--remove from oven, slip those tomatoes out of their skins (tongs are useful if you're like me and can't wait for things to cool)
--dump all that roasted goodness in the blender or food processor and whirl it up.
Now it's ready to be a base for pasta or pizza sauce, the start of some soup...so many possibilities. Portion it out into one cup servings, throw it some ziploc baggies and stick it in the oven. You'll have summer deliciousness waiting for you all winter long.

Anonymous said...

If I don't have time to chop them first, I freeze them individually (whole) and then bag 'em. It works just as well as chopped, except it takes up more space in the freezer.

Michelle said...

I prefer to freeze cooked tomatoes, and use them as a base for sauces and soups all winter. Chop, saute a bit with olive oil, salt pepper and garlic, stir and simmer till they've broken down. Push through a food mill. Alternatively, peel and seed before cooking. Alternatively, do neither, but the result is a bit watery.

Shana said...

I fell in love with this recipe this summer, and it's why I'll never throw away gifted tomatoes again. I'm not much of a raw tomato person, but I love them cooked, and this is so easy and not too hot in the summer:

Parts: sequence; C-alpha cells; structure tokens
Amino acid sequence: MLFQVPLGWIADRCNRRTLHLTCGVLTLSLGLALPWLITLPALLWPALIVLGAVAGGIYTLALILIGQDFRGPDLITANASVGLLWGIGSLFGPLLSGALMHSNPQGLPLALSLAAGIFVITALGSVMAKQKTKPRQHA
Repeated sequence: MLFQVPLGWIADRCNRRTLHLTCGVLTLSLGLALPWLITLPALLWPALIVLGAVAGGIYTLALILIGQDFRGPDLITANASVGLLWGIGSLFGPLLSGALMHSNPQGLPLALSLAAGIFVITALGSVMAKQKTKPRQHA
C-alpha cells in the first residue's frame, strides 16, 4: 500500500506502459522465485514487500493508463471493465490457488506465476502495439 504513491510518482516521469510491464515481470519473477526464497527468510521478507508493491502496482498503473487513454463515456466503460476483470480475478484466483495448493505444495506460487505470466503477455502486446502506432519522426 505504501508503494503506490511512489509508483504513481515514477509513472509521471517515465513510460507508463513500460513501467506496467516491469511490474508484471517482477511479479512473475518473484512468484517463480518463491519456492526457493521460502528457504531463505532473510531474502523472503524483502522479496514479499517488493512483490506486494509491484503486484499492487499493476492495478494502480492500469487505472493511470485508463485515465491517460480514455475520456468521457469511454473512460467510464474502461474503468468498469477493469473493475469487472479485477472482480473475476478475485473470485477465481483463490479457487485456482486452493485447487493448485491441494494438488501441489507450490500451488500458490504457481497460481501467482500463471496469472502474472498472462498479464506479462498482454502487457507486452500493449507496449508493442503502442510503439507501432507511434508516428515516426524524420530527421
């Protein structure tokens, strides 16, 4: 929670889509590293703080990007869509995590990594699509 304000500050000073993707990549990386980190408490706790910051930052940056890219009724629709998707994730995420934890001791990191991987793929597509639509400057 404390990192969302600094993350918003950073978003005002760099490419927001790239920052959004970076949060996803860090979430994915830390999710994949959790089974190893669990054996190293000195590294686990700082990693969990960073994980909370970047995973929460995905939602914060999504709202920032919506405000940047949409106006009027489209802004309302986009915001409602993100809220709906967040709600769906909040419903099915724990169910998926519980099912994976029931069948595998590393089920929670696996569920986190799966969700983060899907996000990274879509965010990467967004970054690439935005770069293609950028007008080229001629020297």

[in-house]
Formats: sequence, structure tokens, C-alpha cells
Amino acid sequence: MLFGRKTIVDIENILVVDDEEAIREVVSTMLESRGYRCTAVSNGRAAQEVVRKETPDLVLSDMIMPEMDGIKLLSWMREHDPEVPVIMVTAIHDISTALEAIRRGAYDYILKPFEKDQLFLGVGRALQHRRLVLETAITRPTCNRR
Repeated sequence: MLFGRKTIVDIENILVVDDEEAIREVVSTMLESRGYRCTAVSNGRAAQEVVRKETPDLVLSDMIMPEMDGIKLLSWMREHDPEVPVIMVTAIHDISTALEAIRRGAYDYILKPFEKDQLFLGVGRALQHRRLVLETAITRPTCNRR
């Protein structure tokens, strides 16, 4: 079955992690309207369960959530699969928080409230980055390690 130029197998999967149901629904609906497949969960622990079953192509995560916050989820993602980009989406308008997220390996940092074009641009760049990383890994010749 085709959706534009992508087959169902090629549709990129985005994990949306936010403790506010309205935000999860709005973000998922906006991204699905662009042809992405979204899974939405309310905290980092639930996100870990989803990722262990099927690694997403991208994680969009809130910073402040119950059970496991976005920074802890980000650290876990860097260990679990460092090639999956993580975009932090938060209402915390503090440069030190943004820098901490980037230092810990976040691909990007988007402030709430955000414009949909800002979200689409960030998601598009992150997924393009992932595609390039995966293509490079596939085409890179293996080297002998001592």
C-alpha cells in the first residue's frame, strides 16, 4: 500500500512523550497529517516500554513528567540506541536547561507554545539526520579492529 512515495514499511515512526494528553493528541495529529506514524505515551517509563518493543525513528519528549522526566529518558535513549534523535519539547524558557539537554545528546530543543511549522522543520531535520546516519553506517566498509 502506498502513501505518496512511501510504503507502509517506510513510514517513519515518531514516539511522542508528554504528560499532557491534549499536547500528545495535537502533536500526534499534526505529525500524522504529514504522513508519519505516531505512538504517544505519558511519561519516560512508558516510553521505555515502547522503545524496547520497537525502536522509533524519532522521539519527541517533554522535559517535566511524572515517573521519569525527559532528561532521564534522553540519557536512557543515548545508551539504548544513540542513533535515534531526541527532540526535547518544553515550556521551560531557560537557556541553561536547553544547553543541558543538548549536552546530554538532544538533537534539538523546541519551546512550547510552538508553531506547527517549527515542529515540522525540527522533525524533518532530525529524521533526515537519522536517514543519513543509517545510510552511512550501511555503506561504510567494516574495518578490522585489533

http://www.nigella.com/recipe/recipe_detail.aspx?rid=129
Note this can be done with chopped tomatoes. Cook 'em up and freeze 'em, I say. In my house we could go through a lot of these in a week. I like to eat the cherries on a plate with olives, good cheese and bread for a light summer supper.

Jon said...

I made yellow marinara and put it on squid ink dyed pasta. It looker really cool.

kit & kaboodle said...

Make ketchup...or catsup, even. Because of how much they cook down, I bet you'll use most of that box just making a bottle or two. And how "foodie" would it be to have a yellow tomato ketchup?!?!

Nicole said...

I see some others have suggested roasted tomatoes which reminded me that I have had this bookmarked for a while:

http://www.theperfectpantry.com/2006/09/roasted_tomatoe.html

Looks easy enough?? Good luck! :)

Anonymous said...

I once took this cooking class where we used tomotoes to make a tomato tart. It was delicious. Okay, what you do (1)slice tomatoes in wedges (2)pour a little balsamic vinegar on top. (3) take wedges and place on tart dough (4) bake for 30 minutes on 350. The sweetness from the balsamic vingegar makes it turn out really good.
Hope this helps.
Basikbox.com

umbrellalady said...

Jamie Oliver has a nice ketchup recipe that utilizes whatever type of tomato you may have on hand.